So with that important disclaimer, I will continue.

Goals

 My current goals are to:

 

  • Find a balance between professional ambitions and being present for my family (I personally am not capable of balance when I’m working full-time. When I’m at work, I obsess over my kids and when I’m at home, I obsess over everything I need to get done at work.  It’s crazy town.)
  • Create something I’m passionate about, that could grow into a business over time
  • Have the freedom to take my kids on adventures when we choose
  • Try my best to be present for whatever I’m doing (overcoming digital distraction is tough)
  • Have the option to work out at 10 am if I want
  • Wear yoga pants 99% of the time

Coaching is the perfect fit for how I want to design my life, my background, and how I can help others.

So, that’s it….a raw glimpse into my thought process and what tears me up at times.

What about you?  Do you face similar dilemmas – who are you now and what do you want to be and do at this phase of life?  How are you tackling those questions?

5 TIPS

I thought I’d share the 5 steps I’ve used to answer the questions ‘who and what do I want to be when I grow up’.  I hope this might help you if you’re in the same position.

1. Recognize all these shitty things we tell ourselves, they aren’t true.

When your brain starts to invent a story about how you’re not good enough, stop the thought and simply acknowledge that isn’t helpful. Change your thought pattern.

If someone is asking you questions that reinforce the unhealthy thinking, first, internally acknowledge what is happening and how it impacts your mindset.  Then, either address it head-on or redirect the conversation.

2. Redefine success for this season of your life.

I recommend journaling and visualization exercises for this step.

Write down what is your current definition of success? This will pull out a lot of that old thinking and bias.

Then, write out your new definition of success. What does an ideal day, week, month or year look like for you?  What would it look like to be ‘successful’?  In your journal, write out as much detail as you can – what are you doing, who are you with, what are you wearing, what does it smell like, what do you see around you, how do you feel, etc.

3. Find your own passion

This has been a challenging one for me. I’ve used a combination of trial and error and research to really hone in on my direction.

I’ve also been reading a lot on this topic. Two of my favorite books related to this topic are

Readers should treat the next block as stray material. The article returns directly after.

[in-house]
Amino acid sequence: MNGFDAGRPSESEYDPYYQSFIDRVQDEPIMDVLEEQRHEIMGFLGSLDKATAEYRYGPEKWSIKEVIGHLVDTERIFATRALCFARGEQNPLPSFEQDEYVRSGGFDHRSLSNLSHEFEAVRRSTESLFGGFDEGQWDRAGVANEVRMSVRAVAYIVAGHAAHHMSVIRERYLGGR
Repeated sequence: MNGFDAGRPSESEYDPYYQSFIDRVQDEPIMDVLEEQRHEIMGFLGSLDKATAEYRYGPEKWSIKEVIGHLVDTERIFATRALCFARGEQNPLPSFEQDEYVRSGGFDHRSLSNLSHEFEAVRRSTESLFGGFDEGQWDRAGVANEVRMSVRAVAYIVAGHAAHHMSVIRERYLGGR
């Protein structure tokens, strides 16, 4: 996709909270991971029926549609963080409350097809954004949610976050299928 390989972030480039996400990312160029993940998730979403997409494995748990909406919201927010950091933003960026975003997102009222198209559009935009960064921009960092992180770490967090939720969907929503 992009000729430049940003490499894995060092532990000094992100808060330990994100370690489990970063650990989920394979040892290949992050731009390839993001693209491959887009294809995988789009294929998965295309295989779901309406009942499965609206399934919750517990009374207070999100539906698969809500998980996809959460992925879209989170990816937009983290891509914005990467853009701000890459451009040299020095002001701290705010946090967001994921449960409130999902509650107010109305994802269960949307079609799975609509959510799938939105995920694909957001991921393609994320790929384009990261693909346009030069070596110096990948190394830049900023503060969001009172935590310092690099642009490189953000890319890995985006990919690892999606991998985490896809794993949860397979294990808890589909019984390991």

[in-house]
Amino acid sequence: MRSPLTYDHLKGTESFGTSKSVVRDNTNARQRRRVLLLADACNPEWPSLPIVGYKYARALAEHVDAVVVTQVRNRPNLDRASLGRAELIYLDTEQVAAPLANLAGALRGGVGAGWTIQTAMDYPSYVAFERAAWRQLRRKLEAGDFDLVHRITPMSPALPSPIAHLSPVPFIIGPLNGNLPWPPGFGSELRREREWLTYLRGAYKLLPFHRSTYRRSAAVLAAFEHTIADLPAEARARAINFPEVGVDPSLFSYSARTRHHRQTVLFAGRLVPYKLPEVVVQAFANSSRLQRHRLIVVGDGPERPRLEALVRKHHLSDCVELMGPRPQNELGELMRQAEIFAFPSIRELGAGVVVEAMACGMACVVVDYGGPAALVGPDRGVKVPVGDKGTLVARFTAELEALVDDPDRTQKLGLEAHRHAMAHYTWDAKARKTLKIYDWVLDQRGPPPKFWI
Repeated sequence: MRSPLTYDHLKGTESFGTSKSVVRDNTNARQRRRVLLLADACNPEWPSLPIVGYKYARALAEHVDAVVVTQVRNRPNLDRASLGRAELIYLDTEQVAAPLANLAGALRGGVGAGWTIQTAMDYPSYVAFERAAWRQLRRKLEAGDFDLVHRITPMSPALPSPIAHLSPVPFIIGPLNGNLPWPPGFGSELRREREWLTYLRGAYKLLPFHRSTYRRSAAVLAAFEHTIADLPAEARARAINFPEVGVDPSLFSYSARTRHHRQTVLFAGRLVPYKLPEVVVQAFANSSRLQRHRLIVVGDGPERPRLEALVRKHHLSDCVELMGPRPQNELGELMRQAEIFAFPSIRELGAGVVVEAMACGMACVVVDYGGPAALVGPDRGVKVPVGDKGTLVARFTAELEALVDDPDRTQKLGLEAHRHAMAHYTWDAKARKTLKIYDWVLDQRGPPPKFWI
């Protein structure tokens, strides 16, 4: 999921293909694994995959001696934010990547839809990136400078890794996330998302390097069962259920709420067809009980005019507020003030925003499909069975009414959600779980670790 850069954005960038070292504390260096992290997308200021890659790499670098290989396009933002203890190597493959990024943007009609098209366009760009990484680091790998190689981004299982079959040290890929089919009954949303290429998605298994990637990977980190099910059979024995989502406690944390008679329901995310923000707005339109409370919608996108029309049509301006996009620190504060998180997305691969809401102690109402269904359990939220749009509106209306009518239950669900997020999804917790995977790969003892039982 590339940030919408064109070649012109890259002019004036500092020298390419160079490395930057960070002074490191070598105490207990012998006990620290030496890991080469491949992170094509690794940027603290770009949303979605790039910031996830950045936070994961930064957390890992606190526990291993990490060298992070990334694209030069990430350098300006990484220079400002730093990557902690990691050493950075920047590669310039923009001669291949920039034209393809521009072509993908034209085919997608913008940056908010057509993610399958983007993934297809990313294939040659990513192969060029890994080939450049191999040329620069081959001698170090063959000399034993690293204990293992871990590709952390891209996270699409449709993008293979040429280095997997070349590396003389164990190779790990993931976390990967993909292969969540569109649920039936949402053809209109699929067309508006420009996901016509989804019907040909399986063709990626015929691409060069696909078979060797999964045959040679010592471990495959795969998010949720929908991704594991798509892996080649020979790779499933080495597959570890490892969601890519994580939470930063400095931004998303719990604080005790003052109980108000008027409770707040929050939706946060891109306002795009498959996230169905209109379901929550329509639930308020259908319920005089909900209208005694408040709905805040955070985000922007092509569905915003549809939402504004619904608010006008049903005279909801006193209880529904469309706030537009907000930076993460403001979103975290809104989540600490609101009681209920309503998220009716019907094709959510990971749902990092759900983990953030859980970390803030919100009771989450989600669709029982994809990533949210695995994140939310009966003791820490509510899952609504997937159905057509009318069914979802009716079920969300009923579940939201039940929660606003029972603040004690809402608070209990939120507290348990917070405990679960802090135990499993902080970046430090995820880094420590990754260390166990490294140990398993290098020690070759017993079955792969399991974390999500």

written by Brene Brown —

The Gifts of Imperfection: Let Go of Who You Think You’re Supposed to Be and Embrace Who You Are and

Daring Greatly: How the Courage to be Vulnerable Transforms the Way We Live, Love, Parent and Lead

Another approach I recommend is finding your passion through websites, facebook pages, facebook groups, and podcasts. Take notice of the topics you gravitate toward and then figure out what direction could match to those.

Try pinpointing all the things you’ve dreamed of doing but have stopped short.  This is most likely your body resisting change by invoking fear – maybe you’re afraid of rejection or failure.  Usually, this fear is an indicator that it’s something worth trying.

4. Put fear aside and take action (it might be messy but that’s okay)

So now that you’ve identified your definition of success and your passion(s), take action.  Don’t wait until everything is perfectly mapped out before you jump in.  Nothing is ever perfect (this coming from a recovering perfectionist).

Oftentimes, we are paralyzed by fear.  We let fear keep us in our comfort zone and avoid taking action.  There are some great TED Talks about fear on YouTube. I highly recommend watching a few, including one of my favorites, Isaac Lidsky on ‘What Reality Are You Creating for Yourself

5. Recognize there is no one answer – embrace the journey.

This is tricky.

I write out 3 gratitudes each morning as I start the day. I use this technique to reinforce the fact that I need to embrace the journey and not just focus on the  ‘end’ result (there is no end, I’ve been told).Asking yourself (tough) questions is the key to finding your new self-identity and passions

Get In Touch

Do these thoughts resonate with you?  Are you struggling with similar thoughts and an identity crisis?  Are you in search of your own passion or have you identified it already?  If you’re willing to share your experience, please comment below.  Or, if you’d rather keep it private, send me a private message via my Facebook page.

I can’t wait to hear your thoughts and if any of this resonates with you and your experiences.  Or, maybe you just want to tell me I’m crazy and that’s fine too 😊

I look forward to hearing how you’re crushing motherhood,

xoxo,

Melisa